News of the sighting spread fast, drawing out many other people who began looking at the sky, some with camcorders. And it was this second wave of observers who caught the second event of the night at about 10 pm, a set of nine lights falling behind the Sierra Estrella, a mountain ridge to the southwest of Phoenix. Television reporters were the first to suggest that this was a series of flares dropped over the North Tac range behind the Estrella. But naturally, people who had seen only the 8:30 “vee” were incredulous—how could “flares” dropped from planes fly over the entire state in a vee formation?

Well, they couldn’t, of course. But to this day, reporters almost never distinguish between the two events and the explanations that were soon presented for each.

The flares over the Estrella were soon cleared up. The Air Force, after some maddening early denials, eventually owned up that the Maryland Air National Guard had dropped them over the North Tac range. So much for the 10 pm sighting.

But what rarely gets reported is that the famous vee was also solved quite early. First of all, contrary to what you usually hear, there was a videotape made of the vee. I saw it after questioning the person who shot it (he also shot the 10 pm flares over the Estrella), and the video quite clearly shows the lights moving in relation to each other, rather than as lights on a solid object.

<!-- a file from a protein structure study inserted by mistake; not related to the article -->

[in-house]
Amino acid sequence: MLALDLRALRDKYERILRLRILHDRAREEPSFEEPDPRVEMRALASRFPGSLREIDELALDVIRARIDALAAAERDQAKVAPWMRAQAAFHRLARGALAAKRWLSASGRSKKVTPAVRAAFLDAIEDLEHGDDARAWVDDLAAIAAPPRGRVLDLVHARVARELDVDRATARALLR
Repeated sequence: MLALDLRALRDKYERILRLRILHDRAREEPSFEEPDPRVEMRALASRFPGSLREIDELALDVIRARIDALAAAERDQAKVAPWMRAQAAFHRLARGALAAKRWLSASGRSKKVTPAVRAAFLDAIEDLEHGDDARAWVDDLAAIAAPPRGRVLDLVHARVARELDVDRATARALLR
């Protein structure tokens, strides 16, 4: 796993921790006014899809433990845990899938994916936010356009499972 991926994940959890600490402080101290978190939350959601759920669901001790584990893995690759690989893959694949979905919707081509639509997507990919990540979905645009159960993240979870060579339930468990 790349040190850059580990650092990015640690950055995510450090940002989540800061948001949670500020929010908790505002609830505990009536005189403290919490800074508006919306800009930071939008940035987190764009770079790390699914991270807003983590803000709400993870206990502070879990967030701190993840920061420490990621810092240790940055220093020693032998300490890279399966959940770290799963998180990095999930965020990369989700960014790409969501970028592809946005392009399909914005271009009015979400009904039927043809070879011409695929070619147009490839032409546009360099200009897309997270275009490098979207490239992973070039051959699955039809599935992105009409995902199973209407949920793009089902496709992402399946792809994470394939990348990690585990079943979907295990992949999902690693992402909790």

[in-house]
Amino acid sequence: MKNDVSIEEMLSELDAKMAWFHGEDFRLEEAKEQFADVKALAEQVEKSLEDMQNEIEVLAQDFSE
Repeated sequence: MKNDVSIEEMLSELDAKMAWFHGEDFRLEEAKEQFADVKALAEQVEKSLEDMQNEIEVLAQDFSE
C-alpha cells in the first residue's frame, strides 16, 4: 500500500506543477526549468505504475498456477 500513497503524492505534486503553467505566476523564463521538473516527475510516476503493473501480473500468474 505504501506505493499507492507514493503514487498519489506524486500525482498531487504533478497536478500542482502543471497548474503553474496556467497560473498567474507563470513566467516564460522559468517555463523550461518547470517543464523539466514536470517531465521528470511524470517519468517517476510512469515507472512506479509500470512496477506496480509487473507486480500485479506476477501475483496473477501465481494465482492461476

The human eye, however, seeing point sources of light in a dark Arizona sky, will tend to fill in the space between the lights in a contrast effect—convincing the eyewitness that he’s seen a solid object. Again, however, videotape of the ‘vee’ clearly showed that this was not the case.

(My personal favorite of all the accounts that night is a sighting that was convincing proof that the “vee” was not solid. A man saw it pass directly over the face of the Moon, and instead of a solid object, he saw five contrails pass over the Moon, making the Moon look blurry. Now, instead of concluding that he’d seen five planes flying in formation with their exhaust plumes plainly showing against the Moon, he instead insisted that the “captain” flying the alien triangular craft had turned it transparent just at the right moment so that he could see the Moon through it!)